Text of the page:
The fact is, all those connections and relationships, and all those explanations of why notes sound good together based on physics and mathematics, are extremely UNNECESSARY in creating a great song. A great song exists in an artist’s brain, or a band’s collective brain6, and it can be transmitted via sounds whether an artist is aware of chordal relationships and time signatures or not. And the ability to WRITE IT DOWN is certainly unnecessary – just as a story can be told aloud without writing it down. In fact, I’d wager that among all the musicians on all the albums I’ve covered, fewer than 10% can even read – let alone write – music. I’d further wager that if we don’t count session musicians who may have played on some of these records, the percentage of musicians on the list who can read music would plummet to below 1%.
Written music is unnecessary in rock music. Even if one member of a band writes a song and brings it to the rest of the band to play, it’s very unlikely that any written music is involved. There may be some chords written down, but these are likely to be represented by letters (A, B, C, D, E, F, G, plus assorted sharps and flats and minors, as necessary) instead of dots, lines, Italian words, etc. The fact is, just as you don’t need to understand those dots and lines to appreciate a song, an artist doesn’t need to understand those dots and lines to write a song. Artists such as Michael Jackson, The Beatles, Jimi Hendrix, Eric Clapton … none of them could read music7, and they wrote thousands of songs. (Paul McCartney’s even written classical pieces, relying on arrangers to transliterate the instruments’ parts to notes on the page.) If you have the music inside of you, if you have that feeling, you will get it out of you and into an instrument some way, somehow, and others will feel it, too.
The point is this8: it matters little whether a musician can read or write music. All that matters is that it sounds good when it gets to your ears. And the reason I like Superunknown so much is that it touches the music-reader in me and it touches the music-feeler in me. It has unusual time signatures throughout that would seem to be challenging to read or write, but it’s got that straight-ahead driving rock sound, the guitar/bass/drums, the power that I love. The band has stated that they didn’t even think about, or concern themselves with, time signatures when they wrote the songs. They just played what sounded good and let the Music Majors figure out the math. And that process led to a masterpiece.
One of the most well-known examples of an unusual time signature is in the hit song “Spoonman.”
That first riff, right off the top, has seven beats to it – which is unusual in rock music. Rock and roll started as dance music, and since humans have two feet, dance music works best when there’s an even number of beats to a measure. So seven beats can feel awkward – and I mean “feel,” not “sound.” But drummer Matt Cameron, who’s responsible for keeping the rhythm flowing, is able to stay steady, constant, to a degree that you may not even notice there’s anything particularly different about the beat – but there is. That main riff is simply one of the best ever in rock, powerful and memorable, and I love the riff in the chorus, as well (which switches from seven to a regular four/four beat, just for kicks). The lyrics are actually about a man named Artis the Spoonman who played the spoons on the streets of Seattle, and who also played them on this track. I love the sound of this song, from Ben Shepherd’s rumbly, chunky bass at 2:00, and again at 2:50, to Kim Thayil’s slashing guitar throughout. Also, Chris Cornell has one of my favorite all-time voices in rock, and it’s on beautiful display on this one. This was a big song from the album, and it got a lot of airplay, and it deserved it.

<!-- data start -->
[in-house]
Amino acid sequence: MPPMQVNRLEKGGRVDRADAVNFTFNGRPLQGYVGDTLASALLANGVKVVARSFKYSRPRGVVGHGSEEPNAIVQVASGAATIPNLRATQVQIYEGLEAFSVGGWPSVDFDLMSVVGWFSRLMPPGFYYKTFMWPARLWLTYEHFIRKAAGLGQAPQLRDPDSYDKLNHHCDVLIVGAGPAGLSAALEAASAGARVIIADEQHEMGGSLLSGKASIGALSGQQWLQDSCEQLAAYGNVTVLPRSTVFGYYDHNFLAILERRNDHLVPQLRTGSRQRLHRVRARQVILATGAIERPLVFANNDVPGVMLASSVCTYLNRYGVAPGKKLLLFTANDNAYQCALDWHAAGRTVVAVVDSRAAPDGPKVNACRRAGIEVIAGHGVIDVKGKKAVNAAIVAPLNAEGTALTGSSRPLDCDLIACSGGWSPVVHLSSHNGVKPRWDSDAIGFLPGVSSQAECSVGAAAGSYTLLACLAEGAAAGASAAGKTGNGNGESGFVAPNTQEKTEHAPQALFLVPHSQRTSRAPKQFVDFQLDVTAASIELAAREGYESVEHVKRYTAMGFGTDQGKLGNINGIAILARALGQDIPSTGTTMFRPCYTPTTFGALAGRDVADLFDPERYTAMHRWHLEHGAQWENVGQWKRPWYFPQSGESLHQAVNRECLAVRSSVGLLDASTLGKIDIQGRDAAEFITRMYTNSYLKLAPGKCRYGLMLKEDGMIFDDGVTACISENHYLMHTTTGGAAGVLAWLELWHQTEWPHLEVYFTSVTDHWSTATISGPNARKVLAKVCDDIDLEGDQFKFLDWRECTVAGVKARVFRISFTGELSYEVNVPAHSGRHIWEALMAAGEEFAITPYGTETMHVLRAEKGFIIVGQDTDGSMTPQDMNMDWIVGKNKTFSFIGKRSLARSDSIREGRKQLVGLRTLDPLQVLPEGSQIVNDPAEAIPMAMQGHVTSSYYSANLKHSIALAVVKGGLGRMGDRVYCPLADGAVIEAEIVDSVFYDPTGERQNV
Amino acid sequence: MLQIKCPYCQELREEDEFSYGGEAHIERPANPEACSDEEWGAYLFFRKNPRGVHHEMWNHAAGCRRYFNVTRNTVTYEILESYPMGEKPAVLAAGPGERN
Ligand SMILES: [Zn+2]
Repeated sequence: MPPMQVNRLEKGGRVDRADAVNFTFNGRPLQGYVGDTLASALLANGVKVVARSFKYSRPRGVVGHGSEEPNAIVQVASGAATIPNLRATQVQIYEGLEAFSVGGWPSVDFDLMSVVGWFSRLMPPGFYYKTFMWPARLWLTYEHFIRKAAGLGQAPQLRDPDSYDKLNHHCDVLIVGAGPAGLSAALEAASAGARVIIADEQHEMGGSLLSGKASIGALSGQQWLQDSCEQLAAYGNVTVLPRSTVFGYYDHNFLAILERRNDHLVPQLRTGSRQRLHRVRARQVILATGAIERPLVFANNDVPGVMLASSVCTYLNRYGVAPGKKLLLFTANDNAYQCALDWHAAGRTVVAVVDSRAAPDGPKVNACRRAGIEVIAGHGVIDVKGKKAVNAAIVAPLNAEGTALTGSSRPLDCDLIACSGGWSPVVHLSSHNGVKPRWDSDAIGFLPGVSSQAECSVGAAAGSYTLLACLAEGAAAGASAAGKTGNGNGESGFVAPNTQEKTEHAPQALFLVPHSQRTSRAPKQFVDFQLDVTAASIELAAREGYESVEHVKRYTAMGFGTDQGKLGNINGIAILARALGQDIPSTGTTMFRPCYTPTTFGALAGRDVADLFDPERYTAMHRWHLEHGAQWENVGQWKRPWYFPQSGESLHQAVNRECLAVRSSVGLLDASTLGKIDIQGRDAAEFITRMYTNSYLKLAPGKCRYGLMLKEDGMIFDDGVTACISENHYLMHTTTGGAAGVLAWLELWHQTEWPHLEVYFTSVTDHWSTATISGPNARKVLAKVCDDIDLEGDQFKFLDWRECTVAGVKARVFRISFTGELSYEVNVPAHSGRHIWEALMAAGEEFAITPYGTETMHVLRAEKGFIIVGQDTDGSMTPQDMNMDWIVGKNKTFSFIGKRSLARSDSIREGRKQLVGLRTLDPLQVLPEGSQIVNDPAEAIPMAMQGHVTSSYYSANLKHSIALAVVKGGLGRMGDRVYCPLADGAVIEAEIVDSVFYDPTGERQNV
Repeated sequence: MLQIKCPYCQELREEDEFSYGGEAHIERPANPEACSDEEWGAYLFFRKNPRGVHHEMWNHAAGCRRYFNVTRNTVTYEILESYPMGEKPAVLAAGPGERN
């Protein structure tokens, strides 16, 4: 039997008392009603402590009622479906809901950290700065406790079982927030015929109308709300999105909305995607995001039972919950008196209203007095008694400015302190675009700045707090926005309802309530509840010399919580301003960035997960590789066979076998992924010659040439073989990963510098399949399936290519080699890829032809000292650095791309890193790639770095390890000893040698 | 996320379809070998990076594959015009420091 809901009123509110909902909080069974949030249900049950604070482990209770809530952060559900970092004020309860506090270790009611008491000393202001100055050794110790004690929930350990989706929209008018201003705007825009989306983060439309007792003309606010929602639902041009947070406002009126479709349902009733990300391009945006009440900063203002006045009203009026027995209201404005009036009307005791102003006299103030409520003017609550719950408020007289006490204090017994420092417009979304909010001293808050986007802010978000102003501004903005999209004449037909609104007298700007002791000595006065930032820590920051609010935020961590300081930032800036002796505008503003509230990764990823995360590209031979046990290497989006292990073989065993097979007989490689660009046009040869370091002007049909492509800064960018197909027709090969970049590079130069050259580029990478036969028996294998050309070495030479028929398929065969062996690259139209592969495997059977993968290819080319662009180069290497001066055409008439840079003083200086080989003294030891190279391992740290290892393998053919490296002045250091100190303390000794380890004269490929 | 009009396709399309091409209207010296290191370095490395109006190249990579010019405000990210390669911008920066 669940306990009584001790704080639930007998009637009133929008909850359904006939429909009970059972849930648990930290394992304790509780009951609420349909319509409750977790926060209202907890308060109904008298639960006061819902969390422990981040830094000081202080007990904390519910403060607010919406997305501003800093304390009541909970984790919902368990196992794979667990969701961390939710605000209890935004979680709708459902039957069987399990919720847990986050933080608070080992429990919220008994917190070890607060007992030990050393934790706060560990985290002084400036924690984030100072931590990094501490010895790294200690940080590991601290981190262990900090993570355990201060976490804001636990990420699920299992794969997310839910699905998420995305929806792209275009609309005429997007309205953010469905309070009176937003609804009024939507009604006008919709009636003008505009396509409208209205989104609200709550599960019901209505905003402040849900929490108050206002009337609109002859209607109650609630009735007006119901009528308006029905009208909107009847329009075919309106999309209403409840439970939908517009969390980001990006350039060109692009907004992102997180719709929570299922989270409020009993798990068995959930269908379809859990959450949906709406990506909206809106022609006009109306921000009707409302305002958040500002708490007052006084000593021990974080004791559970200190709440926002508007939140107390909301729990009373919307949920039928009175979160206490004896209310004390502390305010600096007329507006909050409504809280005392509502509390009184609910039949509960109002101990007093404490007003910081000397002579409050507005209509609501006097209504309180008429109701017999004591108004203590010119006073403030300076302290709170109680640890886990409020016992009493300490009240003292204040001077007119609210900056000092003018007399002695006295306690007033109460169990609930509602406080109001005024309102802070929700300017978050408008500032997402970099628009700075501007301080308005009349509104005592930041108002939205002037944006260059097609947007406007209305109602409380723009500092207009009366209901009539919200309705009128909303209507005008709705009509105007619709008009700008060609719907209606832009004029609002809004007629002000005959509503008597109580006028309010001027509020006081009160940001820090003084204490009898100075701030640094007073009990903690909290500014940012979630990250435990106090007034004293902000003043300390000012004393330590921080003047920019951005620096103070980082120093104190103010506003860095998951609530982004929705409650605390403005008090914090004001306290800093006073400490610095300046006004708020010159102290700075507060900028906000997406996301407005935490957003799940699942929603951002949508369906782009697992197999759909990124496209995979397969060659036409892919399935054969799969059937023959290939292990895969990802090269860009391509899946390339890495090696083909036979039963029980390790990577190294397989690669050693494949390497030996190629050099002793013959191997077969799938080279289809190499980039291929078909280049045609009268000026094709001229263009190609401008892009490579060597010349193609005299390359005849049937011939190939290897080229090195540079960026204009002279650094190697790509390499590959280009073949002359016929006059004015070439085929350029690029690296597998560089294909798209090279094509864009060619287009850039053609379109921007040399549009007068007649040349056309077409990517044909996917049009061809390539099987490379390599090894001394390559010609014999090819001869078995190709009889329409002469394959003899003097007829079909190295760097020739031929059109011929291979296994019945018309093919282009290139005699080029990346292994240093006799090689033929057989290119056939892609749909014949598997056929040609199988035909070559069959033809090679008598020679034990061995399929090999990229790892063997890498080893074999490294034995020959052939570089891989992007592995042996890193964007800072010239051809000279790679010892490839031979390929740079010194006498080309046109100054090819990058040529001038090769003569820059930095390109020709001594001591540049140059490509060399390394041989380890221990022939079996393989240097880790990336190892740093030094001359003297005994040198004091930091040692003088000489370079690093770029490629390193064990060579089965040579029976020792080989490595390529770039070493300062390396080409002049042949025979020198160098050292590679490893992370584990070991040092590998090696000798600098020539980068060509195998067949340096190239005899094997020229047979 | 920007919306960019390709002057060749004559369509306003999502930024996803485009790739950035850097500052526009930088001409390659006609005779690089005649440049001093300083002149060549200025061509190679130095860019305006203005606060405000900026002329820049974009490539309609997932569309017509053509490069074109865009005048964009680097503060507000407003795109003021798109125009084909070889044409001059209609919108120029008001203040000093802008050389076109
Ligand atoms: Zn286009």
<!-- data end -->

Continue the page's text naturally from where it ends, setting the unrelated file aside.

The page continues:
Another song I love despite (because of??) its odd-feeling time-signature is the powerful “My Wave.”
Count along with Cameron’s snare drum, which goes BAP … BAP-BAP/ … BAP … BAP-BAP. If you count such that the first “BAP” is on two, and the “BAP-BAP” is on four-five, and start over immediately, you’ll be counting in 5/49. Despite this unusual beat, the song drives forward relentlessly. What catches my ear next are the strong vocals from Cornell. His melody is sparse but catchy, but it’s very rhythmic and sounds terrific with the 5/4 time signature. Guitarist Kim Thayil plays that simple, catchy riff, but throws in some neat sounds, particularly in the “My Wave” chorus, first at about 1:48, then he and bassist Ben Shepherd have some cool interplay around 2:15. The lyrics are sort of a “live and let live” manifesto, but the song is really about the sound and power. At about 3:40, an outro starts that changes to 4/4, sounds Eastern and then gets almost nursery-rhyme-ish. It’s probably my favorite song on the album.
But the craziest time signature on the record is unquestionably “Fresh Tendrils.” I’m not even sure how to count out a beat on this one …